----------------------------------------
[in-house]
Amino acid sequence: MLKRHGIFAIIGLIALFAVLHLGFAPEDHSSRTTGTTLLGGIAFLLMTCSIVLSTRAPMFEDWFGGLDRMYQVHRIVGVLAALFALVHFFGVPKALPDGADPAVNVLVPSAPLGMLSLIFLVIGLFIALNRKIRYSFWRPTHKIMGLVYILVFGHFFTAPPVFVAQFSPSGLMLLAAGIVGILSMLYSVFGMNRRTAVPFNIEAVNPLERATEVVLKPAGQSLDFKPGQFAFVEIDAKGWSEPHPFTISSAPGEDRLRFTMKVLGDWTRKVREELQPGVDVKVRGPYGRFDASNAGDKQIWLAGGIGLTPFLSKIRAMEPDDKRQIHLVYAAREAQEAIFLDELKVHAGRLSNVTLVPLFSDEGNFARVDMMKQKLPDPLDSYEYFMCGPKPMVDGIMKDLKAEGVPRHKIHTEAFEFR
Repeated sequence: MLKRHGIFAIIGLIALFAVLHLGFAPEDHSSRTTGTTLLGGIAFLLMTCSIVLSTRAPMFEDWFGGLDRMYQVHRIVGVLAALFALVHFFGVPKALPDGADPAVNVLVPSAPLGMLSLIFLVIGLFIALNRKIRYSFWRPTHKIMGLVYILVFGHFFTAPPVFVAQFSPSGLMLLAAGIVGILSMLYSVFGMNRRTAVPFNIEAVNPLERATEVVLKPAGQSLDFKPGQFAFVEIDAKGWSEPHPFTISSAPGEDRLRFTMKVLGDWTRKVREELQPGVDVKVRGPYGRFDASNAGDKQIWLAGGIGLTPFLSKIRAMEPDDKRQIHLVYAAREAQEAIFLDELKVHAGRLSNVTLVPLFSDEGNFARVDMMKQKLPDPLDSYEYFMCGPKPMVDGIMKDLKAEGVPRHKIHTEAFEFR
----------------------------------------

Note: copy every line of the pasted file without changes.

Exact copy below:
[in-house]
Amino acid sequence: MLKRHGIFAIIGLIALFAVLHLGFAPEDHSSRTTGTTLLGGIAFLLMTCSIVLSTRAPMFEDWFGGLDRMYQVHRIVGVLAALFALVHFFGVPKALPDGADPAVNVLVPSAPLGMLSLIFLVIGLFIALNRKIRYSFWRPTHKIMGLVYILVFGHFFTAPPVFVAQFSPSGLMLLAAGIVGILSMLYSVFGMNRRTAVPFNIEAVNPLERATEVVLKPAGQSLDFKPGQFAFVEIDAKGWSEPHPFTISSAPGEDRLRFTMKVLGDWTRKVREELQPGVDVKVRGPYGRFDASNAGDKQIWLAGGIGLTPFLSKIRAMEPDDKRQIHLVYAAREAQEAIFLDELKVHAGRLSNVTLVPLFSDEGNFARVDMMKQKLPDPLDSYEYFMCGPKPMVDGIMKDLKAEGVPRHKIHTEAFEFR
Repeated sequence: MLKRHGIFAIIGLIALFAVLHLGFAPEDHSSRTTGTTLLGGIAFLLMTCSIVLSTRAPMFEDWFGGLDRMYQVHRIVGVLAALFALVHFFGVPKALPDGADPAVNVLVPSAPLGMLSLIFLVIGLFIALNRKIRYSFWRPTHKIMGLVYILVFGHFFTAPPVFVAQFSPSGLMLLAAGIVGILSMLYSVFGMNRRTAVPFNIEAVNPLERATEVVLKPAGQSLDFKPGQFAFVEIDAKGWSEPHPFTISSAPGEDRLRFTMKVLGDWTRKVREELQPGVDVKVRGPYGRFDASNAGDKQIWLAGGIGLTPFLSKIRAMEPDDKRQIHLVYAAREAQEAIFLDELKVHAGRLSNVTLVPLFSDEGNFARVDMMKQKLPDPLDSYEYFMCGPKPMVDGIMKDLKAEGVPRHKIHTEAFEFR